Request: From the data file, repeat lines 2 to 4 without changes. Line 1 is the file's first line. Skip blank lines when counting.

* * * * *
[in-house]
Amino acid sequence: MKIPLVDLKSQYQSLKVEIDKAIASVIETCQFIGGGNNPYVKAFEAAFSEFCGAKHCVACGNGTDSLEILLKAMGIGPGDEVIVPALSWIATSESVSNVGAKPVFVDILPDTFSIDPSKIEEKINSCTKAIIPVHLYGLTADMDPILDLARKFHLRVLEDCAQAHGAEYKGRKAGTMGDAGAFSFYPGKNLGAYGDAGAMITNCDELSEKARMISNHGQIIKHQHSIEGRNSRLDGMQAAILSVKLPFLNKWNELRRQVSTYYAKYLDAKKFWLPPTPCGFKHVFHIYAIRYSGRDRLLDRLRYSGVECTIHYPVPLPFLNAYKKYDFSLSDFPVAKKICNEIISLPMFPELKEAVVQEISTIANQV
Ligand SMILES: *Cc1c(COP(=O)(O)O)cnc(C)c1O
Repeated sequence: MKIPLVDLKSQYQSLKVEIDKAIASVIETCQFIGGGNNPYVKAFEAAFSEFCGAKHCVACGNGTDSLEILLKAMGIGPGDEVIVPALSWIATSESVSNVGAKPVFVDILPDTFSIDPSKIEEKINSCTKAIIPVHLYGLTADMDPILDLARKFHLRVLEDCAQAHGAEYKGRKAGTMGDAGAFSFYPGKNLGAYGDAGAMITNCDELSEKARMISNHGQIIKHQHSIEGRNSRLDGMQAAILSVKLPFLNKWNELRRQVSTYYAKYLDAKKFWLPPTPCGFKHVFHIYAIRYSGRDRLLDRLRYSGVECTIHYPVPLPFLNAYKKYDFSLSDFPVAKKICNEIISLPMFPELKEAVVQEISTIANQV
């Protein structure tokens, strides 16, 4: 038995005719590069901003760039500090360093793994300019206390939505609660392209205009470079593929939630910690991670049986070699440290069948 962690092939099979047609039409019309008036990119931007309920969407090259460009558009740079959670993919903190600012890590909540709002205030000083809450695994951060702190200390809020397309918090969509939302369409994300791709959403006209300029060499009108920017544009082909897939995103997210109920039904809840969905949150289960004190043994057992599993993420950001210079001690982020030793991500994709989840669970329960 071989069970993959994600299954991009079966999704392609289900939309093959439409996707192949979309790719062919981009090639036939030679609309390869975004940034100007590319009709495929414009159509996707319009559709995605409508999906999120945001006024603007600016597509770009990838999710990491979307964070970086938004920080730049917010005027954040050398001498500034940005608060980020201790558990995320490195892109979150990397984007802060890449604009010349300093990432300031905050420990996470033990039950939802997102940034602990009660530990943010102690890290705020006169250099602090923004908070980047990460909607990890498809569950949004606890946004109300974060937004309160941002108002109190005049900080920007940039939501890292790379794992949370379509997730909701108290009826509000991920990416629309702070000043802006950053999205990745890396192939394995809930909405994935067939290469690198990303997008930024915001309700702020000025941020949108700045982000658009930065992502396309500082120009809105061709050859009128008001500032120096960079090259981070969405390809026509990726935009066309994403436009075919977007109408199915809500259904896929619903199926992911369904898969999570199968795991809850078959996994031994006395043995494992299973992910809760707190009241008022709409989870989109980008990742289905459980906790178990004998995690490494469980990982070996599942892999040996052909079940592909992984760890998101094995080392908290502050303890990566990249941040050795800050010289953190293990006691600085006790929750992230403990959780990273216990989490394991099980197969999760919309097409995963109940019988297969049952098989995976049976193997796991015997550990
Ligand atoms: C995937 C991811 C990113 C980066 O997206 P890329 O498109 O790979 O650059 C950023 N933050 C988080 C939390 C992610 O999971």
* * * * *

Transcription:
Amino acid sequence: MKIPLVDLKSQYQSLKVEIDKAIASVIETCQFIGGGNNPYVKAFEAAFSEFCGAKHCVACGNGTDSLEILLKAMGIGPGDEVIVPALSWIATSESVSNVGAKPVFVDILPDTFSIDPSKIEEKINSCTKAIIPVHLYGLTADMDPILDLARKFHLRVLEDCAQAHGAEYKGRKAGTMGDAGAFSFYPGKNLGAYGDAGAMITNCDELSEKARMISNHGQIIKHQHSIEGRNSRLDGMQAAILSVKLPFLNKWNELRRQVSTYYAKYLDAKKFWLPPTPCGFKHVFHIYAIRYSGRDRLLDRLRYSGVECTIHYPVPLPFLNAYKKYDFSLSDFPVAKKICNEIISLPMFPELKEAVVQEISTIANQV
Ligand SMILES: *Cc1c(COP(=O)(O)O)cnc(C)c1O
Repeated sequence: MKIPLVDLKSQYQSLKVEIDKAIASVIETCQFIGGGNNPYVKAFEAAFSEFCGAKHCVACGNGTDSLEILLKAMGIGPGDEVIVPALSWIATSESVSNVGAKPVFVDILPDTFSIDPSKIEEKINSCTKAIIPVHLYGLTADMDPILDLARKFHLRVLEDCAQAHGAEYKGRKAGTMGDAGAFSFYPGKNLGAYGDAGAMITNCDELSEKARMISNHGQIIKHQHSIEGRNSRLDGMQAAILSVKLPFLNKWNELRRQVSTYYAKYLDAKKFWLPPTPCGFKHVFHIYAIRYSGRDRLLDRLRYSGVECTIHYPVPLPFLNAYKKYDFSLSDFPVAKKICNEIISLPMFPELKEAVVQEISTIANQV